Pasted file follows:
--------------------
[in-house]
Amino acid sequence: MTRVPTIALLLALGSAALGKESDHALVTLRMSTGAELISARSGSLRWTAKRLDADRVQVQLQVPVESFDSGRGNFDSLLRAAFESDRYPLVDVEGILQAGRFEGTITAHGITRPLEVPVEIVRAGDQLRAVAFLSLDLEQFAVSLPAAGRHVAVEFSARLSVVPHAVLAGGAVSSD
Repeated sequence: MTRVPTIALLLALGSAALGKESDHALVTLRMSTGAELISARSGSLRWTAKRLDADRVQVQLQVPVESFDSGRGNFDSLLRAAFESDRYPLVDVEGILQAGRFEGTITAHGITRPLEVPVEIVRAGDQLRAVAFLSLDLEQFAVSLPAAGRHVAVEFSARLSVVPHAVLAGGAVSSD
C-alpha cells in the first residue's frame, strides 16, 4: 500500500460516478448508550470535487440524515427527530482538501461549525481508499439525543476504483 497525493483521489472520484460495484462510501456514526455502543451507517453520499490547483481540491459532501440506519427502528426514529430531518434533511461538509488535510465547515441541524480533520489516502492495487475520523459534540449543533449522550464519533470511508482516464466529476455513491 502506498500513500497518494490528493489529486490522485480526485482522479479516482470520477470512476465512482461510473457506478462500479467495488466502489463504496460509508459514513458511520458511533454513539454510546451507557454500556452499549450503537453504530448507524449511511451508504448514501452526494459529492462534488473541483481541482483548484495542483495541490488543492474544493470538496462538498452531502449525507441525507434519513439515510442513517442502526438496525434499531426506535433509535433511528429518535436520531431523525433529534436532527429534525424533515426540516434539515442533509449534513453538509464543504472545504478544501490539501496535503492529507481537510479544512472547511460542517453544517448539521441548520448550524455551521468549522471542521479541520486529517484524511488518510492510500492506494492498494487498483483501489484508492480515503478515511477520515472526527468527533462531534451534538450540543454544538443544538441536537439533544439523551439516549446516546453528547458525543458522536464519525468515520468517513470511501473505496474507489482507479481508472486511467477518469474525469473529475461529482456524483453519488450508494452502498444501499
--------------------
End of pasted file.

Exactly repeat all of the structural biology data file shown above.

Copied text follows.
[in-house]
Amino acid sequence: MTRVPTIALLLALGSAALGKESDHALVTLRMSTGAELISARSGSLRWTAKRLDADRVQVQLQVPVESFDSGRGNFDSLLRAAFESDRYPLVDVEGILQAGRFEGTITAHGITRPLEVPVEIVRAGDQLRAVAFLSLDLEQFAVSLPAAGRHVAVEFSARLSVVPHAVLAGGAVSSD
Repeated sequence: MTRVPTIALLLALGSAALGKESDHALVTLRMSTGAELISARSGSLRWTAKRLDADRVQVQLQVPVESFDSGRGNFDSLLRAAFESDRYPLVDVEGILQAGRFEGTITAHGITRPLEVPVEIVRAGDQLRAVAFLSLDLEQFAVSLPAAGRHVAVEFSARLSVVPHAVLAGGAVSSD
C-alpha cells in the first residue's frame, strides 16, 4: 500500500460516478448508550470535487440524515427527530482538501461549525481508499439525543476504483 497525493483521489472520484460495484462510501456514526455502543451507517453520499490547483481540491459532501440506519427502528426514529430531518434533511461538509488535510465547515441541524480533520489516502492495487475520523459534540449543533449522550464519533470511508482516464466529476455513491 502506498500513500497518494490528493489529486490522485480526485482522479479516482470520477470512476465512482461510473457506478462500479467495488466502489463504496460509508459514513458511520458511533454513539454510546451507557454500556452499549450503537453504530448507524449511511451508504448514501452526494459529492462534488473541483481541482483548484495542483495541490488543492474544493470538496462538498452531502449525507441525507434519513439515510442513517442502526438496525434499531426506535433509535433511528429518535436520531431523525433529534436532527429534525424533515426540516434539515442533509449534513453538509464543504472545504478544501490539501496535503492529507481537510479544512472547511460542517453544517448539521441548520448550524455551521468549522471542521479541520486529517484524511488518510492510500492506494492498494487498483483501489484508492480515503478515511477520515472526527468527533462531534451534538450540543454544538443544538441536537439533544439523551439516549446516546453528547458525543458522536464519525468515520468517513470511501473505496474507489482507479481508472486511467477518469474525469473529475461529482456524483453519488450508494452502498444501499